In Florida, state and federal laws apply when used cars are sold. The intent and purpose of these laws are to protect people buying cars as well to make sure that dealers’ rights are assured. When it comes to the sale of used cars, dealers and buyers often clash over warranties. Laws for warranties are determined by the federal code in many states. Many states have adopted versions of the UCC (the Uniform Commercial Code). However, Florida has no law that would be known as a “lemon law” if the car is bought “as is.”
The “implied warranties of merchantability” apply when a car is bought in Florida. This means the product will “do what it is supposed to do” and is fit for the purpose for which it is being sold.
Beyond this limited warranty, however, other warranties must be written into the other terms of the contract. Sometimes an extended service contract is a good idea, but it is important to consider if the repairs covered by the service contract are already included with the warranty offered by the dealer.
The Used Car Rule was established by the Federal Trade Commission. This rule is intended to reduce or eliminate the purchase of used cars whose warranties have been misrepresented or whose condition has been otherwise misrepresented. Because of this rule, the “Buyer’s Guide” has to be put in the window of any used car in Florida. This guide must include the VIN number, outstanding warranties, and warranties that do not apply to that particular car. Failing to include any of this information could be considered a breach of an express warranty.
Prior to buying a new car in Florida, it is important to do thorough research and compare prices of the models you are looking at that were made in a similar year and are in similar condition. Florida has a Vehicle Safety Hotline you can call to see if a particular car model has been recalled for safety issues.
The Better Business Bureau also offers information on specific dealers. If there have been complaints about particular dealers running scams, the Better Business Bureau will have reports on them. It is also important to make sure the car you want to buy has been recently inspected by a mechanic other than the one that is selling the vehicle. If the dealer won’t pay for a independent inspection, that is a red flag that something might be wrong with the car.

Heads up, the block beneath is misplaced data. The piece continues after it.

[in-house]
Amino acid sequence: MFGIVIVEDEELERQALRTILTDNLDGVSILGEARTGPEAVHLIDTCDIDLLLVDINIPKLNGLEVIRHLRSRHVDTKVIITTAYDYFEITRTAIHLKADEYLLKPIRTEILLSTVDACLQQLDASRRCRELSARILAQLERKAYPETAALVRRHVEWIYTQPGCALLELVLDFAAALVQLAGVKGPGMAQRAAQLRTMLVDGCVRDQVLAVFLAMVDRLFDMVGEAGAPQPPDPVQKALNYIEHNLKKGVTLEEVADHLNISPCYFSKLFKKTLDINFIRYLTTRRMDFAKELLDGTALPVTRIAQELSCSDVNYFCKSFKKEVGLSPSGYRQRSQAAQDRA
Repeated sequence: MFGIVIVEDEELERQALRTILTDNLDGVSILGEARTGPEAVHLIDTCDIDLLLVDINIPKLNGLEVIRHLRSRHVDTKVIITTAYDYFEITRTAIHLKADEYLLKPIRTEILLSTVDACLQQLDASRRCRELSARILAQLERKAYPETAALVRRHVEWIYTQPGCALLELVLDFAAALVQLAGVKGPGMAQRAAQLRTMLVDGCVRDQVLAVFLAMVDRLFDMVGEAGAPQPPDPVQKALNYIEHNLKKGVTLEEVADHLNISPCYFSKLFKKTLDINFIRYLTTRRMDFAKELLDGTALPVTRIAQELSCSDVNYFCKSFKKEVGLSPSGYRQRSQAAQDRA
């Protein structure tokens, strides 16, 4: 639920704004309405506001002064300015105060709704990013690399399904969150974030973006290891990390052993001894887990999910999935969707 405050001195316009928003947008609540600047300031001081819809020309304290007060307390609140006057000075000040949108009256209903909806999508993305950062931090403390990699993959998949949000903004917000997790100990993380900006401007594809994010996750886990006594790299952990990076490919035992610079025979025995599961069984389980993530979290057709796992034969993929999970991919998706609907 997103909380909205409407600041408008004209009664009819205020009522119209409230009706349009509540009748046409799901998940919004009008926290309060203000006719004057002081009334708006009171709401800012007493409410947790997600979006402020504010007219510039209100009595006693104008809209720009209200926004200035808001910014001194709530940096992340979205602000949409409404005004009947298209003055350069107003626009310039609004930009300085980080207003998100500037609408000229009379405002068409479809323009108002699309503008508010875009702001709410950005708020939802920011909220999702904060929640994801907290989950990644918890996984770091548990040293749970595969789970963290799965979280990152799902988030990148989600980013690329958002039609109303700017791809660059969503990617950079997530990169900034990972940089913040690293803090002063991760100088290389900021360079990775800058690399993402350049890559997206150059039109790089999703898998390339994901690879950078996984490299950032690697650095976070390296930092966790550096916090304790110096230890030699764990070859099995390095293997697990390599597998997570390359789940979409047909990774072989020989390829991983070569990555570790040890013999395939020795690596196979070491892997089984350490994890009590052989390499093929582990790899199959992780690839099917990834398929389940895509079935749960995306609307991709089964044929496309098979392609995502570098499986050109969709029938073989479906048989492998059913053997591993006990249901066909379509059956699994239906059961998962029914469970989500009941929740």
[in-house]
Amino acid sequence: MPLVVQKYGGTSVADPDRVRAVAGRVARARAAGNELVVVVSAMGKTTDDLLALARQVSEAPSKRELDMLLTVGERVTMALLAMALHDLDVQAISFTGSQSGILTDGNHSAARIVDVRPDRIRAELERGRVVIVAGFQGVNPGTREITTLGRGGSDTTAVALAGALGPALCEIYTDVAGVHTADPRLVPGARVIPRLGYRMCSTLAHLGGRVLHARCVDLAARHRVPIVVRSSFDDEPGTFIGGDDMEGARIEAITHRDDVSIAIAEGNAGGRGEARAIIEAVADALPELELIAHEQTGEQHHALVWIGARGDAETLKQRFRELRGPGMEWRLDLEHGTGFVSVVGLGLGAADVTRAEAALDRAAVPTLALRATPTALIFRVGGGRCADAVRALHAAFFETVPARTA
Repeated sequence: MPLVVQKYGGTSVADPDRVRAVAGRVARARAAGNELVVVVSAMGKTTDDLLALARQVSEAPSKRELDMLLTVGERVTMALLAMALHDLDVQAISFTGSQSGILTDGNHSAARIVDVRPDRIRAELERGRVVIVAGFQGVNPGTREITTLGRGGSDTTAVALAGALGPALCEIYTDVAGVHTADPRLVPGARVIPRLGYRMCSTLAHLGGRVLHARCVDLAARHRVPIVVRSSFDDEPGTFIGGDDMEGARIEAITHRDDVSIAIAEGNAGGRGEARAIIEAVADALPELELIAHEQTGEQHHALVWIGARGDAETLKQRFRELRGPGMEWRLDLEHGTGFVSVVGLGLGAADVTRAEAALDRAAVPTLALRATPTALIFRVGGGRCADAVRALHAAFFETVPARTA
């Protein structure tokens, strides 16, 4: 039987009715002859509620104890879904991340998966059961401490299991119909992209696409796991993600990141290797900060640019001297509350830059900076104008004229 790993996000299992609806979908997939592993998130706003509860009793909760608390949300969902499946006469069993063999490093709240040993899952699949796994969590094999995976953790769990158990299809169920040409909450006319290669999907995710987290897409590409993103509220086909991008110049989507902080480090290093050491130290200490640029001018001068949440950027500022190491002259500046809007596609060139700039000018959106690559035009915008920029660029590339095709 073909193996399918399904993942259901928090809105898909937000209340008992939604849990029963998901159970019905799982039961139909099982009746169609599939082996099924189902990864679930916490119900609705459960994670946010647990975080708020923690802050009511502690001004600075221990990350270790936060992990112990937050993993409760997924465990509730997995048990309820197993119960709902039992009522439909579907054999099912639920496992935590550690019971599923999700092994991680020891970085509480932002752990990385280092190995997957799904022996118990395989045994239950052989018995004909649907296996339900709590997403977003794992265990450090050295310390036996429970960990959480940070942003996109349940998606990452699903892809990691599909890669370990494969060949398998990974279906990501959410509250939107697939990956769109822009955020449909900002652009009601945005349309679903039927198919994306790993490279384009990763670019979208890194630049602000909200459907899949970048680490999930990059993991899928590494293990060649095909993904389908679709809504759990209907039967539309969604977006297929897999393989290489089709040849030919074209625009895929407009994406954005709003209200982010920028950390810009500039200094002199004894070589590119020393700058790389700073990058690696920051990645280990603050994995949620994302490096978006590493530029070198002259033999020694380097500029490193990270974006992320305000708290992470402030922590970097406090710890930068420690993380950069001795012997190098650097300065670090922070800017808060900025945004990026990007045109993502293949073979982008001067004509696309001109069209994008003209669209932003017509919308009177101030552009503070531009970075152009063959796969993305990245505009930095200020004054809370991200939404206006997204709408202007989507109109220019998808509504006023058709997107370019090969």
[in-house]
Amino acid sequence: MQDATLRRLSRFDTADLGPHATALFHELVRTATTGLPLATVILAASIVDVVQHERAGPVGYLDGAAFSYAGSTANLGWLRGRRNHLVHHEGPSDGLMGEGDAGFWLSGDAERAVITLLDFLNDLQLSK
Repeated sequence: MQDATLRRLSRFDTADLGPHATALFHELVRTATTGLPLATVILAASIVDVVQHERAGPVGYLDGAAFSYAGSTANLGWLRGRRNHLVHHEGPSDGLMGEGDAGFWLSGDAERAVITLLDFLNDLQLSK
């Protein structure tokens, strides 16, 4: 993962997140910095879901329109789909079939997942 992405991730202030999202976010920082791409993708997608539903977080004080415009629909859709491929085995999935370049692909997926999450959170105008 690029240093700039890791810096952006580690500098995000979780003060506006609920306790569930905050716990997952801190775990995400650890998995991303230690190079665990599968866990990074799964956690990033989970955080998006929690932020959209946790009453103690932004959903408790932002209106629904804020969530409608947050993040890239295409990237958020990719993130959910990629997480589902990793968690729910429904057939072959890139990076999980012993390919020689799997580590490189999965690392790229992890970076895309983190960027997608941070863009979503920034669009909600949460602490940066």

Having an attorney help you with your Florida lemon law problem can not only make life easier, but it can help secure a fair and equitable result is reached. A Florida attorney will know how to get the results you want, and bring a lawsuit on your behalf if needed.
Owning property can bring about complicated legal issues, especially if your neighbors and you have disagreements. Below is an overview of the laws on property disputes between neighbors in Florida.
Florida allows property owners to recover actual damages that their trees suffered. Actual damages are the amount that the tree cost the owner to buy or the cost that the owner must pay to make the tree whole again. Unlike other states, Florida does not allow punitive damages for people who deliberately damaged the trees. Even so, Florida’s laws on theft or property may apply.
A boundary fence is a fence that defines your property lines. If your neighbor’s fence is infringing on your property and has stayed there over an extended period of time, then your neighbor may eventually own that part of your property.
Although Florida does not specifically have a law on fences, the counties’ local laws and ordinances may have some that apply.
Most states have laws for farms that excuse them from noise ordinance. In Florida, the law prohibits a farming operation to be ruled a nuisance if it has been operating for over a year and that it was not considered a nuisance at the time it started to operate. However, exceptions do apply under various circumstances.
If you are facing property issues, please consult a real estate lawyer in Florida. A lawyer can advise you on your property rights and help you advocate for what rightfully belongs to you.